Changing how the game’s played
Published 10:07 pm Tuesday, June 16, 2009
Baseball franchises sign Caribbean-born and Latin American-born players at ages 16 and 17 all the time, so the new, exciting story of Bryce Harper is largely just new because it’s coming from a different avenue.
Before the Washington Nationals give something along the lines of $30-40 million to this year’s super-hyped No. 1 draft pick Stephen Strasburg, 2010’s No. 1 draft pick (sadly also by the Nationals, most likely) is already being selected by the media. Specifically, Sports Illustrated had Harper as a super-imposed superhero launching and admiring a home run over the Grand Canyon on its cover two weeks ago.
All that was before the news of the last couple days, which will make Sports Illustrated’s feature on Harper just the prelude of the media frenzy.
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Harper and his father have announced that the 16-year-old, 6’3”, 205-pound sophomore catcher/pitcher is going to skip his last two years of high school, take a GED test, go to a community college, and be eligible for the 2010 draft. Normally he would’ve been eligible first for the 2011 draft.
Hopefully, this works out. Hopefully, Harper is a kid with a good head on his shoulders. Hopefully, this was just as much his decision as his parents’, and a well-thought out decision which was in line before Sports Illustrated found him.
Just because this story seems like a first on the surface, it really isn’t. Golf, soccer, tennis and gymnastics prodigies all leave “normal” high school early and go on to their sports careers. In women’s tennis and gymnastics, a world-famous career can be over and done with by age 19.
In soccer, even here in the U.S., where finding talented teenaged prospects pales in comparison to the youth soccer academies of Europe and South America, there is the IMG Soccer Academy in Bradenton, Fla. Sixteen- and 17-year-olds who have the potential to play professionally, either in the U.S. or abroad, are part of a full-time residency program in which students take the needed courses to graduate high school while focusing on soccer.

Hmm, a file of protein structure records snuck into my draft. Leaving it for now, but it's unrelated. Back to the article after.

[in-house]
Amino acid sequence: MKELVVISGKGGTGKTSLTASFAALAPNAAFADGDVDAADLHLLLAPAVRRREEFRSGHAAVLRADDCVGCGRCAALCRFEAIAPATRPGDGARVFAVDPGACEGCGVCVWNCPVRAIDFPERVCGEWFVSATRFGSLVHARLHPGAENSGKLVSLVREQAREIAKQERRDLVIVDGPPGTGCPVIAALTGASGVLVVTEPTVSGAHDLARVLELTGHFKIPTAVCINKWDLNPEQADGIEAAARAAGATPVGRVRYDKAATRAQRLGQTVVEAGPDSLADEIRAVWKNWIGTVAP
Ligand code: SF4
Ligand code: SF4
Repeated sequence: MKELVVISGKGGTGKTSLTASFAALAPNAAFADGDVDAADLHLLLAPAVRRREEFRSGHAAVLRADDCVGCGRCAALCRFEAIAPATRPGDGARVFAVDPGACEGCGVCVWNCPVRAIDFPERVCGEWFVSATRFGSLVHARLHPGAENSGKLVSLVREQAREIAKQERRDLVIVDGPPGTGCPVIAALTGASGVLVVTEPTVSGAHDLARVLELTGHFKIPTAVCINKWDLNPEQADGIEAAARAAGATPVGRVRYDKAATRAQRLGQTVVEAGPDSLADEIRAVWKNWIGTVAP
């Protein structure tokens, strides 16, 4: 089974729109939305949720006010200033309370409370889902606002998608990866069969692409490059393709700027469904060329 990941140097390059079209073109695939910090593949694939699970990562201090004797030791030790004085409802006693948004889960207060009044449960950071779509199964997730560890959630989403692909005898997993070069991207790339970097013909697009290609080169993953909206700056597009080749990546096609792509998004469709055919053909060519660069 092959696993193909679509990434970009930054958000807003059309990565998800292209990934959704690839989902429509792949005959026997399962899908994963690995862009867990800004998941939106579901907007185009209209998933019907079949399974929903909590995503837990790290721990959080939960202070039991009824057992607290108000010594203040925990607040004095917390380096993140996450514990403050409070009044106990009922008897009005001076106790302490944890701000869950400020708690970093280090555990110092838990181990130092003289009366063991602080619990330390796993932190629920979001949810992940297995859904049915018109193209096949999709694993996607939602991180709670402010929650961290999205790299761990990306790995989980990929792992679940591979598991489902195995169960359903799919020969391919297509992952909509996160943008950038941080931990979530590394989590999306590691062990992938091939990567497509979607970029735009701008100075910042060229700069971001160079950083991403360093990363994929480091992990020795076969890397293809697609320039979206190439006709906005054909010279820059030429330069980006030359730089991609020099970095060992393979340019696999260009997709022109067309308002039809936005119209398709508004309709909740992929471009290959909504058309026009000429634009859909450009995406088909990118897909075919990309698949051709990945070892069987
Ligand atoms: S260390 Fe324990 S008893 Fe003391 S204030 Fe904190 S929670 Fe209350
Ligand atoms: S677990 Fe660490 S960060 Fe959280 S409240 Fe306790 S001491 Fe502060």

Go to the “philosophies” page at www.imgacademies.com and see if you can find anything about academics. Now, plenty of IMG’s players go on to college scholarships, and I’m certainly not suggesting there’s anything crooked or even distasteful about it. My point is that Harper’s idea is sort of new, but only new for high school baseball players in the United States.
If we never hear of Harper past double-A ball, which does happen to a good percentage of first-round, even No. 1-overall, draft picks in baseball, my only concern about this news would largely be laid to rest on its own.
If there’s a 16-year-old kid who truly is the most dominant high school baseball player in the country, this plan should work, although that percentage is still way below 100 percent.
But we can only hope that this story doesn’t lead to a bunch of kids and parents who think, “if this guy can do it, why can’t I?”
ANdrew Giermak is the sports editor of the Suffolk News-Herald. He can be reached at firstname.lastname@example.org.